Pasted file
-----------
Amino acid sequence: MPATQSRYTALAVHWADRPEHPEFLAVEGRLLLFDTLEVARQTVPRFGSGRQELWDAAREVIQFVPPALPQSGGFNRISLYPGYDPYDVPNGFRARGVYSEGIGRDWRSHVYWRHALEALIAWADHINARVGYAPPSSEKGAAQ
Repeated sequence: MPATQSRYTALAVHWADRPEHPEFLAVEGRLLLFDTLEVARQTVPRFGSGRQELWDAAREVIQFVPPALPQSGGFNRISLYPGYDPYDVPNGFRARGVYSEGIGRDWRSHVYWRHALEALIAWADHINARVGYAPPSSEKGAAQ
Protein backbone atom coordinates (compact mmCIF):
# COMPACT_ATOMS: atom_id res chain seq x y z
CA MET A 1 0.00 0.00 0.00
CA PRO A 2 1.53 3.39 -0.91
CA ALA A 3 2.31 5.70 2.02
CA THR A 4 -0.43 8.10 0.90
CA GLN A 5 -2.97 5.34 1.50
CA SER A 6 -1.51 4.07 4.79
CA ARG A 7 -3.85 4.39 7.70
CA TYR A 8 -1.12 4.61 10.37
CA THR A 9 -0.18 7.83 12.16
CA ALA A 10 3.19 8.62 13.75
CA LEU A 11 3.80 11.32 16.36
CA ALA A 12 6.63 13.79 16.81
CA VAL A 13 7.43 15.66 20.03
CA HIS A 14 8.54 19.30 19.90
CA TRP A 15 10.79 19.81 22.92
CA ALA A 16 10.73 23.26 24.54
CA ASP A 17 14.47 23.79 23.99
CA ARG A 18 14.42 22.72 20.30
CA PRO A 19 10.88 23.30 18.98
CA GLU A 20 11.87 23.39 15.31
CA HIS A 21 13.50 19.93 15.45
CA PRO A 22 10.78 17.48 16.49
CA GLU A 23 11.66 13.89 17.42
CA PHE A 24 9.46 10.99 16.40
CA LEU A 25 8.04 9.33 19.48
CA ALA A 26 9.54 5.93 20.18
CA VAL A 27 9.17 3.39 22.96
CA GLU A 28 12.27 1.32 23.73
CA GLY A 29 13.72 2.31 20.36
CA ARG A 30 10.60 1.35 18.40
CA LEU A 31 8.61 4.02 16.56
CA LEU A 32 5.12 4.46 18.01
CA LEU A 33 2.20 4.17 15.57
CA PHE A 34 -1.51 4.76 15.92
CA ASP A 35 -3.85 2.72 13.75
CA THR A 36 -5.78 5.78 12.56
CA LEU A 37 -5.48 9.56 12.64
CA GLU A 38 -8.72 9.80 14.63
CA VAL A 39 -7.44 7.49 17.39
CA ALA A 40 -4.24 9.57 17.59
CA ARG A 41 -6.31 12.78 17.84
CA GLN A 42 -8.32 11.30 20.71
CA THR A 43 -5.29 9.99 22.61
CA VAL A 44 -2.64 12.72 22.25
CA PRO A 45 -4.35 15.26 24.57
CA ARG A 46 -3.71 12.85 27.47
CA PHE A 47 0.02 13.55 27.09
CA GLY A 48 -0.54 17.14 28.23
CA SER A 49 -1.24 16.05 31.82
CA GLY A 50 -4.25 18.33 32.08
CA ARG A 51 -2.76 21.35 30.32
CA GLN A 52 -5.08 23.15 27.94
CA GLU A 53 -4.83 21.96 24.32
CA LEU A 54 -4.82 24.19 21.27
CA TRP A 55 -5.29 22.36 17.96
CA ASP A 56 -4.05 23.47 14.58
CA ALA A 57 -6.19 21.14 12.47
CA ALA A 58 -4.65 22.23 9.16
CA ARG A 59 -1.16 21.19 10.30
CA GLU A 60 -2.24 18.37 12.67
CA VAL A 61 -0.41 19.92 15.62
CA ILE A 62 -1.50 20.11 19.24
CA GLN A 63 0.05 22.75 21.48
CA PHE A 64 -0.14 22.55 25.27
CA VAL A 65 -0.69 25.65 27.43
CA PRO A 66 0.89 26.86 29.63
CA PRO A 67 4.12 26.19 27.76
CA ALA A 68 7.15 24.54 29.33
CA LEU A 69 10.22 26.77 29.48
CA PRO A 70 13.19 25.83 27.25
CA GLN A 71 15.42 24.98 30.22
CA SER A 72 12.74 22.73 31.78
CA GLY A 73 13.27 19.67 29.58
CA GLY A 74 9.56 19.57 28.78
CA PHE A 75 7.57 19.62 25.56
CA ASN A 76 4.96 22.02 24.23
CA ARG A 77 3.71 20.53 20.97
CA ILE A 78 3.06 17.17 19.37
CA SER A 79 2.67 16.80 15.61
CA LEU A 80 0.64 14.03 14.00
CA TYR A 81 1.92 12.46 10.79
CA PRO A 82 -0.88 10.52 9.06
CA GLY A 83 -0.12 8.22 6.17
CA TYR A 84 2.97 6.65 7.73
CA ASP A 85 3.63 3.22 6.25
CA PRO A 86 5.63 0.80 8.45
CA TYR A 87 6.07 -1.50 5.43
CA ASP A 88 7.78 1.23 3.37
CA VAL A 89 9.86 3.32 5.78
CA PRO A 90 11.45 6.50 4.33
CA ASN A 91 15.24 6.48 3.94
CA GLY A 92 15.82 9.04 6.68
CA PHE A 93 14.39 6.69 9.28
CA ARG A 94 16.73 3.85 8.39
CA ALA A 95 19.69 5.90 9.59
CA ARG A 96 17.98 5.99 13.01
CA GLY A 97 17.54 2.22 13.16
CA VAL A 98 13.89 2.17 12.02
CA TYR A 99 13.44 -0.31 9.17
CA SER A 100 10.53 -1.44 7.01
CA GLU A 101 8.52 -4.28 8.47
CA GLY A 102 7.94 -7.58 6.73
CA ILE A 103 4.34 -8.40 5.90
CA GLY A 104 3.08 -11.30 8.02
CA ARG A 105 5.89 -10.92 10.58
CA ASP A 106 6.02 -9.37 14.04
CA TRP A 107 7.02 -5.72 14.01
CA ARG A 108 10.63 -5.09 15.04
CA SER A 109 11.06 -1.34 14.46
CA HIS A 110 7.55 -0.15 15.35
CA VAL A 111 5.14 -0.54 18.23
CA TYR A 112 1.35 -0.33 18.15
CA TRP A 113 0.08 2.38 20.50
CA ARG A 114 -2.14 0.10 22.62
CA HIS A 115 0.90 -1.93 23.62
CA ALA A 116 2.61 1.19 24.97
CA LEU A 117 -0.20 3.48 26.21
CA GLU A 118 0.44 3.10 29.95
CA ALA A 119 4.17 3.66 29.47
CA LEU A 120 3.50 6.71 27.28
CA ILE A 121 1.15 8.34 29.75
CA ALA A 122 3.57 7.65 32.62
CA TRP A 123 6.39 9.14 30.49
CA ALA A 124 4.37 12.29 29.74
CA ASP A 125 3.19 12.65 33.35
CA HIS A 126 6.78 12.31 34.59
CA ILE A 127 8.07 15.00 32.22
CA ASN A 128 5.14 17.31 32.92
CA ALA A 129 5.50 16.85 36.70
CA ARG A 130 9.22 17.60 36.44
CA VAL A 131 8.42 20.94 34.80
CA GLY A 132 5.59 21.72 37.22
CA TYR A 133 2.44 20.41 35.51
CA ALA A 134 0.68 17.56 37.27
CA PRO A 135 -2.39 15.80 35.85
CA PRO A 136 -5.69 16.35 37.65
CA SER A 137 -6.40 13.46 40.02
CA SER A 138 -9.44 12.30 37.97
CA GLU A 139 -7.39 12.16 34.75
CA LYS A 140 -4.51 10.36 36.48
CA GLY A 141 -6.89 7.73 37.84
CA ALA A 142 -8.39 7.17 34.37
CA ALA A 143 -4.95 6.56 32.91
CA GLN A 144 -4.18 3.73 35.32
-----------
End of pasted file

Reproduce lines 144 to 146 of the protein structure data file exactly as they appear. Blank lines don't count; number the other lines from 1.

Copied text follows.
CA LYS A 140 -4.51 10.36 36.48
CA GLY A 141 -6.89 7.73 37.84
CA ALA A 142 -8.39 7.17 34.37